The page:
In spite of the proposed protective effect of selenium, both the control group and the experimental groups died, at 4.6 and 5.3 weeks respectively. If the rats had lived longer, there would have been more chance for any neurological effects to manifest. It should also be noted that the control diet included 15% casein which has been shown to reduce mercury excretion in rats, and thus may have exacerbated the effects of mercury toxicity in the control rats.

    These studies do not take into account the long-term effects of mercury exposure. The lower the dose of mercury, the greater the delay in the manifestation of symptoms. Deborah Rice fed monkeys a diet of 50 micrograms of methylmercury for 7 years. After cessation, blood levels quickly dropped to normal levels. When the monkeys were tested at 13 years of age they displayed clumsiness and loss of fine motor skills as well as decreased sensitivity to touch. Humans are exposed to mercury for decades and have longer to develop overt signs of mercury toxicity.

    One of the problems with the studies from the Seychelles and the Faroe Islands on the effect of methylmercury on neurodevelopment is that they rely on hair testing of mercury levels. This is often accurate, but does not take into account the fact that mercury disrupts cellular transport due to its affinity for sulfhydryl molecules. These molecules often form the active site in cellular transport proteins. Mercury binds to these active sites, altering mineral transport. This can result in hair readings for mercury and other toxic elements that are artificially low. Thus children with high exposure may actually be classed as having low exposure. Hair analysis actually provides a measure of how much mercury is being excreted. The most important factor is how much mercury is being retained in the body and that is difficult to measure.

    Amy Holmes found that autistic children, even though they had higher exposures to mercury through their mothers’ dental amalgams and Rhogam injections, had lower levels of mercury in their hair, implying a reduced ability to excrete mercury. The following hair test illustrates the ability of mercury to disrupt mineral transport - http://www.livingnetwork.co.za/files/hairtest_564.pdf

    This is clearly an abnormal distribution of elements (all except one of the essential elements are below the 50th percentile) associated with a low reading for mercury.

    It may be safe for some individuals with optimal antioxidant and metallothionein status to consume tuna and other high mercury fish, but I think for many it would be safer to stick to fish such as sardines and salmon, which also have high levels of omega 3s, but much lower levels of mercury.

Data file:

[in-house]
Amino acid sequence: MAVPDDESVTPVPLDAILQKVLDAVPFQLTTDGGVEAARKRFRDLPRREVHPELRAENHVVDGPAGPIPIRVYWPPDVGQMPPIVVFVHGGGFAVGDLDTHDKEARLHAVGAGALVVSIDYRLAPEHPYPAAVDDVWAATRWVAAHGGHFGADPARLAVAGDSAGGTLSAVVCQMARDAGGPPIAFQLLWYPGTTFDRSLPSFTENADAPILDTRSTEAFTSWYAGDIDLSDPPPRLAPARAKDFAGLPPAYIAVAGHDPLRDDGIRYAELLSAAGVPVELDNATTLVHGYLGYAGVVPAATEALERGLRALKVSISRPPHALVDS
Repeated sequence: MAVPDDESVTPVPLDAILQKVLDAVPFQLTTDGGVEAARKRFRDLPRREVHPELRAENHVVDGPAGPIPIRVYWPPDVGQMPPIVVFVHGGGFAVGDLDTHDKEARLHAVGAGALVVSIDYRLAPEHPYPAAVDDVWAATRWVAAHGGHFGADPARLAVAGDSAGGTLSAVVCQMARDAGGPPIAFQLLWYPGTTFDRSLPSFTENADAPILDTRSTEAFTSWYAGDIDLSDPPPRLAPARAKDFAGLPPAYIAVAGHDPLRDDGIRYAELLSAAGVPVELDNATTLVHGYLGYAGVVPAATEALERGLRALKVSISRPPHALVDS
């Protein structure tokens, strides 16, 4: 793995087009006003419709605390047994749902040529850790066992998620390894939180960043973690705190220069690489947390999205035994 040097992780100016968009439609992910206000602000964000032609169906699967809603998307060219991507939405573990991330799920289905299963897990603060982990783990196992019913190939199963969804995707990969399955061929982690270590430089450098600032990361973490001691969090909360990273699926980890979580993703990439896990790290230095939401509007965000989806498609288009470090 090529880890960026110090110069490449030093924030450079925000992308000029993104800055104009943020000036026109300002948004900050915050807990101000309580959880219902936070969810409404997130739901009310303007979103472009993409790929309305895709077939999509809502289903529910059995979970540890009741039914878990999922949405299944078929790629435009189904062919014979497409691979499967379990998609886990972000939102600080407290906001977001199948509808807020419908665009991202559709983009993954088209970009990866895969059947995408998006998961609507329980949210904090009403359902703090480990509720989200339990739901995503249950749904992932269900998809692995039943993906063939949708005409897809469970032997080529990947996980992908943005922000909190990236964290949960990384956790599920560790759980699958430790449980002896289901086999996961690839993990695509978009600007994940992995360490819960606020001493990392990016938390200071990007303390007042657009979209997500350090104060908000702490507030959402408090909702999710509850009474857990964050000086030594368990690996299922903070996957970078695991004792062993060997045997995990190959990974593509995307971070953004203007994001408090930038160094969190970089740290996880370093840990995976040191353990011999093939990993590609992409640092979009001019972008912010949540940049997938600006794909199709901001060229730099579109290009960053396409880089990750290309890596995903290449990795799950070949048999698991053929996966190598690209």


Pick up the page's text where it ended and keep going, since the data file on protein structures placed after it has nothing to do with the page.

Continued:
David Hammond

    author – Mercury Poisoning: The Undiagnosed Epidemic.

    References

    Chang, L. W., & Yamaguchi, S. (1974). Ultrastructural changes in the liver after long-term diet of mercury-contaminated tuna. Environmental Research, 7(2), 133-148.

    Raymond, L. J., & Ralston, N. V. (2004). Mercury: selenium interactions and health implications. Seychelles Medical and Dental Journal, 7(1), 72-77.

    Rowland, I. R., Robinson, R. D., & Doherty, R. A. (1984). Effects of diet on mercury metabolism and excretion in mice given methylmercury: role of gut flora. Archives of Environmental Health: An International Journal, 39(6), 401-408.

    Rice DC. Delayed neurotoxicity in monkeys exposed developmentally to methylmercury. Neurotoxicology. 1989 Winter; 10(4):6450-50.

    Holmes, A. S., Blaxill, M. F., & Haley, B. E. (2003). Reduced levels of mercury in first baby haircuts of autistic children. International journal of toxicology , 22 (4), 277-285.

    0
    Ba755fa2c130005537b9c15647da067d

    on June 26, 2014
    at 01:38 PM

    Personally, I am not convinced that the high levels of mercury in fish such as tuna and swordfish are safe if they exist in the presence of equimolar or higher concentrations of selenium.

    The definitive study on this issue is Chang’s, in which16 kittens were fed a diet of tuna containing 0.3 to 0.5 ppm mercury, plus supplementary nutrients and vitamins. After a period of seven months, two of the cats had mild ataxia and one had severe ataxia. The cats were sacrificed at 11 months and autopsy revealed extensive liver damage including damage to the mitochondria. In this case the selenium in the fish was not protective.

    In his review on Mercury: selenium interactions and health implications Dr Ralston, a supporter of the protective effect of selenium, says that “the 'protective effect' of selenium against mercury exposure may actually be backwards. Mercury’s propensity for selenium sequestration in the brain and endocrine tissues may inhibit formation of essential Se-dependent proteins (selenoproteins). Hence selenium’s 'protective effect' against mercury toxicity may simply reflect the importance of maintaining sufficient free selenium to support normal selenium-dependent enzyme synthesis and activity.” But even that may not be enough to completely nullify mercury’s toxic effects.